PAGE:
One of the coolest (pure math) facts in Conway’s book ONAG is the explicit construction of the algebraic closure $\overline{\mathbb{F}_2}$ of the field with two elements as the set of all ordinal numbers smaller than $(\omega^{\omega})^{\omega}$ equipped with nimber addition and multiplication. Some time ago we did run a couple of posts on this. In… Read more »

Today, we will expand the game of Nimbers to higher dimensions and do some transfinite Nimber hacking. In our identification between $\mathbb{F}_{16}^* $ and 15th roots of unity, the number 8 corresponds to $\mu^6 $, whence $\sqrt{8}=\mu^3=14 $. So, if we add a stone at the diagonal position (14,14) to the Nimbersposition of last time… Read more »

Nimbers is a 2person game, winnable only if you understand the arithmetic of the finite fields $\mathbb{F}_{2^{2^n}} $ associated to Fermat 2powers. It is played on a rectangular array (say a portion of a Goboard, for practical purposes) having a finite number of stones at distinct intersections. Here’s a typical position The players alternate making… Read more »

The odd Knight of the round table problem asks for a consistent placement of the nth Knight in the row at an odd root of unity, compatible with the two different realizations of the algebraic closure of the field with two elements. The first identifies the multiplicative group of its nonzero elements with the group… Read more »

For the better part of the 30ties, Ernst Witt (1) did hang out with the rest of the ‘Noetherknaben’, the group of young mathematicians around Emmy Noether (3) in Gottingen. In 1934 Witt became Helmut Hasse‘s assistent in Gottingen, where he qualified as a university lecturer in 1936. By 1938 he has made enough of… Read more »

The Leech lattice was, according to wikipedia, ‘originally discovered by Ernst Witt in 1940, but he did not publish his discovery’ and it ‘was later rediscovered in 1965 by John Leech’. However, there is very little evidence to support this claim. The facts What is certain is that John Leech discovered in 1965 an amazingly… Read more »

The Knightseating problems asks for a consistent placing of nth Knight at an odd root of unity, compatible with the two different realizations of the algebraic closure of the field with two elements.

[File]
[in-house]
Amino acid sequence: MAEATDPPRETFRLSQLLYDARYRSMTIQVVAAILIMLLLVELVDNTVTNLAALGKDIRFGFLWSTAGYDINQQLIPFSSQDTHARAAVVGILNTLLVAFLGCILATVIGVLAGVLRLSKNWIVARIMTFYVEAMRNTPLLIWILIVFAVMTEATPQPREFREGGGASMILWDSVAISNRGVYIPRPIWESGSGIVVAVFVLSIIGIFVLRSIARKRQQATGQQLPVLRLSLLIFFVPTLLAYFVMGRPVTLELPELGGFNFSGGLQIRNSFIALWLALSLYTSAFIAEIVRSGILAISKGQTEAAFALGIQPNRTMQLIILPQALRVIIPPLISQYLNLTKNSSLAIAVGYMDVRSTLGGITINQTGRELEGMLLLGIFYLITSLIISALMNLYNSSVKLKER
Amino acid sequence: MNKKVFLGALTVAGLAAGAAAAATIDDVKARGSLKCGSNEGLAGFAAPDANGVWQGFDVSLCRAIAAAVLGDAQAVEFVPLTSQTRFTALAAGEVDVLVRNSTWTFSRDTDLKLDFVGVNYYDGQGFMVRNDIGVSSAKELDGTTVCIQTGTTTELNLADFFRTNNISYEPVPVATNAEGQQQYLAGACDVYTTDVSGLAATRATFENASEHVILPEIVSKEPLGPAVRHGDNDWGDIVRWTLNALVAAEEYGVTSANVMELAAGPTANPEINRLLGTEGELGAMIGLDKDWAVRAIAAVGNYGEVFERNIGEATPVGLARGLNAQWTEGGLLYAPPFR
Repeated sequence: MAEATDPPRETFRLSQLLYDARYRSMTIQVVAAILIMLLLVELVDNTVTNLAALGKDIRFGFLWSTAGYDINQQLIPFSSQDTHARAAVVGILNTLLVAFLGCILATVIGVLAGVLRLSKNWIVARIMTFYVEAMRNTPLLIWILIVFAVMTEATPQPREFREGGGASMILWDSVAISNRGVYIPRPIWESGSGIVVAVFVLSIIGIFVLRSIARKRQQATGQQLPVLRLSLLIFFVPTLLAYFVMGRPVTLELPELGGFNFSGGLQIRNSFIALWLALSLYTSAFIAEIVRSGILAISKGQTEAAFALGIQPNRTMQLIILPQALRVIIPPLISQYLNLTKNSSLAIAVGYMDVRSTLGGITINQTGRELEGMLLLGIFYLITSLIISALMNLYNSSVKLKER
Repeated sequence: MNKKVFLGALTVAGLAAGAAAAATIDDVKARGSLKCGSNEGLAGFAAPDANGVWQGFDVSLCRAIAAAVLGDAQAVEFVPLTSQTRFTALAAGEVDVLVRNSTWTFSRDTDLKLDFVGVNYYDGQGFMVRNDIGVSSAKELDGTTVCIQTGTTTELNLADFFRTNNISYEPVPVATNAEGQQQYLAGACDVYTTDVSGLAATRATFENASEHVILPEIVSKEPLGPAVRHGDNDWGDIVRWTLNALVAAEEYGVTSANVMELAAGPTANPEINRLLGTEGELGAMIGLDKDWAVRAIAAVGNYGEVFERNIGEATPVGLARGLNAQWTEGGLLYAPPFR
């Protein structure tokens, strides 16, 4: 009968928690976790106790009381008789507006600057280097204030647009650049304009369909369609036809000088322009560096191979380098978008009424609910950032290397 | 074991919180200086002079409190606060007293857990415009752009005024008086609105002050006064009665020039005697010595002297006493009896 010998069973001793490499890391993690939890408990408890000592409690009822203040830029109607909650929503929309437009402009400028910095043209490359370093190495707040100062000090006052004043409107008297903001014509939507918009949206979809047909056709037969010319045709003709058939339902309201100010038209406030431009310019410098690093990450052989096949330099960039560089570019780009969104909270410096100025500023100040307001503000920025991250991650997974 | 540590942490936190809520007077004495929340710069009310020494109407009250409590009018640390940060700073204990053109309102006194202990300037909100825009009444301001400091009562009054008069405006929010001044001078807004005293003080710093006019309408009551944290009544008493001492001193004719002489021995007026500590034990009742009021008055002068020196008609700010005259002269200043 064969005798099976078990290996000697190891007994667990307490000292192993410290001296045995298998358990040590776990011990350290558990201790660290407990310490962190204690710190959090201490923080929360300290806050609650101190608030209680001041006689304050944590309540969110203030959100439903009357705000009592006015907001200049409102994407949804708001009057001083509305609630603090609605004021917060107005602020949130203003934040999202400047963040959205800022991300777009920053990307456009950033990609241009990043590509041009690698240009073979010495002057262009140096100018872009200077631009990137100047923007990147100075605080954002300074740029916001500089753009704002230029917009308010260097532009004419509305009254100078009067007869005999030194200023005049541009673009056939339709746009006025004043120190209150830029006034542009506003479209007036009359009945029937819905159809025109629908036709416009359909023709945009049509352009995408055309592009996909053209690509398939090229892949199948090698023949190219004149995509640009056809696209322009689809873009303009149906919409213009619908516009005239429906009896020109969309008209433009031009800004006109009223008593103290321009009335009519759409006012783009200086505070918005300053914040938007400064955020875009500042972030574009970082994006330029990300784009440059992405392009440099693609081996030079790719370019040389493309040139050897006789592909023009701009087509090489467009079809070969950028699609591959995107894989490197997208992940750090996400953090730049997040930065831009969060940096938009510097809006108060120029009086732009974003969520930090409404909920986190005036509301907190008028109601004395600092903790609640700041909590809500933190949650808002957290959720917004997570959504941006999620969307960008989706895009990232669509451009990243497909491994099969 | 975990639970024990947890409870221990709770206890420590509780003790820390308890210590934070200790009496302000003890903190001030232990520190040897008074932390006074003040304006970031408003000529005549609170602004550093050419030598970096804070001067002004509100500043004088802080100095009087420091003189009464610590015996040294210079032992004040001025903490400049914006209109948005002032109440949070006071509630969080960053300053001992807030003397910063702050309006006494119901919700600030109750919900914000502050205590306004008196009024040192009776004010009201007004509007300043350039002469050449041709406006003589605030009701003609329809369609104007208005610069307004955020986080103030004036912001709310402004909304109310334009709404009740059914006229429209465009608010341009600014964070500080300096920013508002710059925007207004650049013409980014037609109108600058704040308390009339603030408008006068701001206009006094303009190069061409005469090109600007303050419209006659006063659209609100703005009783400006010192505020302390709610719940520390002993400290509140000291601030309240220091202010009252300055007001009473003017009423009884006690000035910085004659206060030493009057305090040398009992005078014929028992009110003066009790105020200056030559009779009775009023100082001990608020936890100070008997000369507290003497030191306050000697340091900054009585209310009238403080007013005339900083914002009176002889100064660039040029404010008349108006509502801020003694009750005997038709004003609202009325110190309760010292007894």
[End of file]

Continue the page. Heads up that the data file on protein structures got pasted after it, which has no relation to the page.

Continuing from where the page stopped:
Here’s a tiny problem illustrating our limited knowledge of finite fields : “Imagine an infinite queue of Knights ${ K_1,K_2,K_3,\ldots } $, waiting to be seated at the unitcircular table. The master of ceremony (that is, you) must give Knights $K_a $ and $K_b $ a place at an odd root of unity, say $\omega_a… Read more »

To mark the end of 2009 and 6 years of blogging, two musical compositions with a mathematical touch to them. I wish you all a better 2010! Remember from last time that we identified Olivier Messiaen as the ‘Monsieur Modulo’ playing the musical organ at the Bourbaki wedding. This was based on the fact that… Read more »

Are the valencies of the 171 moonshine groups are compatible, that is, can one construct a (disconnected) graph on the 171 vertices such that in every vertex (determined by a moonshine group G) the vertexvalency coincides with the valency of the corresponding group? Duncan describes a subset of 9 moonshine groups for which the valencies… Read more »

We have seen that Conway’s big picture helps us to determine all arithmetic subgroups of $PSL_2(\mathbb{R}) $ commensurable with the modular group $PSL_2(\mathbb{Z}) $, including all groups of monstrous moonshine. As there are exactly 171 such moonshine groups, they are determined by a finite subgraph of Conway’s picture and we call the minimal such subgraph… Read more »

Conway and Norton showed that there are exactly 171 moonshine functions and associated two arithmetic subgroups to them. We want a tool to describe these and here’s where Conway’s big picture comes in very handy. All moonshine groups are arithmetic groups, that is, they are commensurable with the modular group. Conway’s idea is to view… Read more »